Coal markets: JUNE

A HOT start to the European summer and continuing poor rail performance in South Africa resulted in Richards Bay spot steam coal prices jumping to US$64/t FOB in mid-June, an increase of US$9/t from a month earlier, writes Clyde Henderson of Energy Economics.Richards Bay spot prices climbed above Newcastle prices for the first time since February.

Staff Reporter

While the first half of 2004 was notable for extremely tight Pacific Rim steam coal markets, the second half looks like it will be dominated by a shift in the focus of supply deficits to the Atlantic Basin. Trade flows will reverse, with the shortlived revival of South African spot sales into East Asia halted in its tracks, and increased sales by Pacific producers into Europe likely. Richards Bay spot prices appear to have some way to run and could break through US$70/t FOB during July.

Price indicators are certainly still very strong, with Glencore having apparently just sold coal on spot to Mexican utility CFE for somewhat under US$70/t FOB Newcastle. Mexican coal imports were down 65% in the first two months of the year, presumably as CFE waited for a fall in prices that never eventuated. Chinese suppliers have also finally settled contract prices for 2004 deliveries to the Korean utilities at US$55.63/t FOB (basis 5,900 kcal/kg N.A.R), which represents an increase of 90% over 2003. The Korean settlement is some US$6/t higher, after energy adjustment, than the price the Chinese settled with the Japanese utilities in April of US$48.30/t FOB (basis 5,800 kcal/kg N.A.R).

On the other hand, the Japanese nuclear crisis is all but over, lowering expectations of Japanese demand growth. Japanese utility coal consumption fell by a provisional 5.5% in April compared with April 2003. This was the first y-o-y monthly fall in Japanese utility coal consumption since April 2002 (a few months before the nuclear crisis hit). In the four months to April Japanese utility coal burn was still up, but only by 1.4%.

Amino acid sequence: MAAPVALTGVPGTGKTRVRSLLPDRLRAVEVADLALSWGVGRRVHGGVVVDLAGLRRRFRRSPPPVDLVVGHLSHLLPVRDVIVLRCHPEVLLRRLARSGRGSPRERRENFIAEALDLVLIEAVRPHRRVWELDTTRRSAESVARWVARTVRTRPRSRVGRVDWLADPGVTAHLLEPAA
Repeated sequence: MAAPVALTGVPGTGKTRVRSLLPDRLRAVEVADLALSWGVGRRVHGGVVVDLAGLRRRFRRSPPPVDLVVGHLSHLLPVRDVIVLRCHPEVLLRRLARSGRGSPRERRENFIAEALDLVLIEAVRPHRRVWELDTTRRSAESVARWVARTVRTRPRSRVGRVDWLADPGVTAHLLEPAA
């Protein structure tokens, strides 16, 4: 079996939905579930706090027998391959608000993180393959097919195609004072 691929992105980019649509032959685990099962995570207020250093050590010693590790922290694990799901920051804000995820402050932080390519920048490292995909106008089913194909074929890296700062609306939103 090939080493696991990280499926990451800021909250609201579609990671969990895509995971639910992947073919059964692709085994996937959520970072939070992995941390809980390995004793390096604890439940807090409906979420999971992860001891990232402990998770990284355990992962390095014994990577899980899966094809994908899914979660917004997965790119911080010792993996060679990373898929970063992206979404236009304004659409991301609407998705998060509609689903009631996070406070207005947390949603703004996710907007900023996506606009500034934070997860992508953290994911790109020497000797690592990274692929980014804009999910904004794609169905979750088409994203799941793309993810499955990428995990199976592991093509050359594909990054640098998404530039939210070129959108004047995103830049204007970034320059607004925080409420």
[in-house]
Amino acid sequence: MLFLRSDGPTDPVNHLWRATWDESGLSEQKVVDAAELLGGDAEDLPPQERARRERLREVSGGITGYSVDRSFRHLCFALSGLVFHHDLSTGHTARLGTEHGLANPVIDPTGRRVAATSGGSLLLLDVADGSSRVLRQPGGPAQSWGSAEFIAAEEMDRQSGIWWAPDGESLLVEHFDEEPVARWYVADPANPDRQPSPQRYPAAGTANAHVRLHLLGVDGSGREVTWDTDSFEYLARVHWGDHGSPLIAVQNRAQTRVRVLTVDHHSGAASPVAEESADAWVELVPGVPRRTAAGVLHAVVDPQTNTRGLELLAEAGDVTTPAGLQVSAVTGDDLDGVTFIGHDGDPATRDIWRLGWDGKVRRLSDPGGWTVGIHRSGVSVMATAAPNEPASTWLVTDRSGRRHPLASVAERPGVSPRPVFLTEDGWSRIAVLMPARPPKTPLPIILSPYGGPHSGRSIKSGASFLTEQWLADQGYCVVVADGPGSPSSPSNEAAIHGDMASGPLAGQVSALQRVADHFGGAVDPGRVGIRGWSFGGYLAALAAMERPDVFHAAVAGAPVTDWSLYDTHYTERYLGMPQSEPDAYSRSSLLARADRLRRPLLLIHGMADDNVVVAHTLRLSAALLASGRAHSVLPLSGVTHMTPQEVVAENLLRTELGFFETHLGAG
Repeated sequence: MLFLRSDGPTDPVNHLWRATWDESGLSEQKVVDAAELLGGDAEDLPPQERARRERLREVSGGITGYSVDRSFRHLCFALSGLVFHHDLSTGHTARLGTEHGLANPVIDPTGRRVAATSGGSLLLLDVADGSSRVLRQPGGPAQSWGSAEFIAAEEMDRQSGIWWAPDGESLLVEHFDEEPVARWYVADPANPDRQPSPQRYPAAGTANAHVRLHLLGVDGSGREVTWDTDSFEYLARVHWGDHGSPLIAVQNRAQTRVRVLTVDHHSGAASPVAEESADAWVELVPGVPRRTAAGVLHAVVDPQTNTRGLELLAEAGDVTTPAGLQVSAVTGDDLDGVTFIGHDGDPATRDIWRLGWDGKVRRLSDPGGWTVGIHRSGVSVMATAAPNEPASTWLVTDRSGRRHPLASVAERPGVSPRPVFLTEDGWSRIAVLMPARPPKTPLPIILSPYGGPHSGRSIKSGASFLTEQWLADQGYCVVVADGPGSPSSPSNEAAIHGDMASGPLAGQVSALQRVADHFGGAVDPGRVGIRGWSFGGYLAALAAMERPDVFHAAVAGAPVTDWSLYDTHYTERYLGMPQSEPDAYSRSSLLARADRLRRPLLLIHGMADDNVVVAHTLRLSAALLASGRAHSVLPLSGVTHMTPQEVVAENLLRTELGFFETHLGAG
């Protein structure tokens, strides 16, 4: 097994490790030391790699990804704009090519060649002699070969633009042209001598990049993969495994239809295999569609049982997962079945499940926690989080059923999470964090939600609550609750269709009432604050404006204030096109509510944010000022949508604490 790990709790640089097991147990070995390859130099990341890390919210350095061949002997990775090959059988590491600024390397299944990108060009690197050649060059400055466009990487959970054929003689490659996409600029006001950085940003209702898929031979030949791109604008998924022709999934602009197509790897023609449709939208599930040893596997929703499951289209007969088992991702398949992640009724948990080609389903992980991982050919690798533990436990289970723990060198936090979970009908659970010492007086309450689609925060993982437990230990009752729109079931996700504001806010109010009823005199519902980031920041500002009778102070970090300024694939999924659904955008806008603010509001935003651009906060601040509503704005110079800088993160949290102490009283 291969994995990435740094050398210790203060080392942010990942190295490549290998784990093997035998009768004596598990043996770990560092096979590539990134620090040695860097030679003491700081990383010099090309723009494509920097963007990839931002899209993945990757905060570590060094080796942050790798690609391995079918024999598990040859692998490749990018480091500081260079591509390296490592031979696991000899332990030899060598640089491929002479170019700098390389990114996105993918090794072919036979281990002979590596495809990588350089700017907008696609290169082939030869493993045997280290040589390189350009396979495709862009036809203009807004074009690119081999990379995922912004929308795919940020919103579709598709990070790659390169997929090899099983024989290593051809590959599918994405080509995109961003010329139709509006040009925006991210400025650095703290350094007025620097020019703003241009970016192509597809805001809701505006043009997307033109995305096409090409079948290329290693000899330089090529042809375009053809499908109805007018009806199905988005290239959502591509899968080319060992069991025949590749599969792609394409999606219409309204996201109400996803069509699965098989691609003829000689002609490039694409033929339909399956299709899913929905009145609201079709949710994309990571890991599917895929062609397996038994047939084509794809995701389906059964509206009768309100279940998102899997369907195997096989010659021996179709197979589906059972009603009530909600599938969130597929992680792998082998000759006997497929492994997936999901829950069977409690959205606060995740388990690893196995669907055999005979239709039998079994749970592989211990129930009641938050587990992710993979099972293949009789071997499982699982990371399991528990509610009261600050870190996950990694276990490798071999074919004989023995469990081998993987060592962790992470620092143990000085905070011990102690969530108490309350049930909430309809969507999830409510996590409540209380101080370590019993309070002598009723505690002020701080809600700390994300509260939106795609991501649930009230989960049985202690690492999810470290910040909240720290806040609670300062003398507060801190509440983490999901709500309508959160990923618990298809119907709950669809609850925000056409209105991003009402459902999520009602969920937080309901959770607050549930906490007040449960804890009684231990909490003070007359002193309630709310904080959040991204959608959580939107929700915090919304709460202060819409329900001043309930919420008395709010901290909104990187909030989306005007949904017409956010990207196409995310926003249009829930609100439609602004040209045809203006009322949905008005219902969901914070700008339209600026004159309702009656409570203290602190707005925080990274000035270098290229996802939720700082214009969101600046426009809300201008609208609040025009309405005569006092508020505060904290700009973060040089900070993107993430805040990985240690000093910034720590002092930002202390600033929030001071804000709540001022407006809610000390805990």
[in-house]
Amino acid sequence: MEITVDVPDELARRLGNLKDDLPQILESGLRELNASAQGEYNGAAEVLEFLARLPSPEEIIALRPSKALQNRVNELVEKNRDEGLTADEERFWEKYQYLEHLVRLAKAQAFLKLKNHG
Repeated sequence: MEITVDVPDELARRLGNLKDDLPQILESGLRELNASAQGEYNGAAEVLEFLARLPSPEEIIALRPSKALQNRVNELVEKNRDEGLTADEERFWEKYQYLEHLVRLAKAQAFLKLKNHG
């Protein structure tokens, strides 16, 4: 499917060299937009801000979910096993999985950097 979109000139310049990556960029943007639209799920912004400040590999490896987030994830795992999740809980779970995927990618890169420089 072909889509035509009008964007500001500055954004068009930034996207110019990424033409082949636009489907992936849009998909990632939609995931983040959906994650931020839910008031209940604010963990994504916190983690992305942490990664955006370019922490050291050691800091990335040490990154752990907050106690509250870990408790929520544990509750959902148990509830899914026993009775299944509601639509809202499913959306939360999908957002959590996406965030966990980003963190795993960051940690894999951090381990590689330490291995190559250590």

Spot steam coal prices of US$60/t plus are unsustainable over the long term, but the increased tightness in the European market makes it more difficult now to predict whether spot prices will begin to track downward this year or next. Even when spot prices do eventually fall, they will likely remain substantially higher than historical averages out through 2005, supported by high oil and gas prices and strong world economic growth. It certainly looks like there will be another rise in Japanese contract steam coal prices next year.

Turning to coking coal markets, Australian exports of metallurgical coal hit a record level of 10.5Mt in April, compared with only 8.8Mt in March and 8.1Mt in February. The increase in metallurgical coal exports was due to the improved performance of the Newcastle coal chain and a recovery in Queensland exports after the rash of longwall outages and wet season disruptions that marked the first three months of the year.

Nevertheless, the hard coking coal market remains very tight, with Australian producers reporting little letup in the deluge of enquires from potential buyers, mainly from Indian and Chinese steel mills and coke makers. On the supply side, BHP Billiton’s West Cliff colliery has suffered another production outage due to serious roof control issues, but Anglo’s Moranbah North mine recommenced longwall mining around 14 June after its five-month outage.

Also, Austral’s Tahmoor commenced production with its new high capacity longwall on 31 May, although production to date has been constrained by software glitches in the longwall operating systems. The resumption of longwall production from Moranbah North and Tahmoor, combined with BHP Billiton’s 5 Mtpy hike in coal production beginning to kick in, should see an easing of the overheated hard coking coal market over the next few months.

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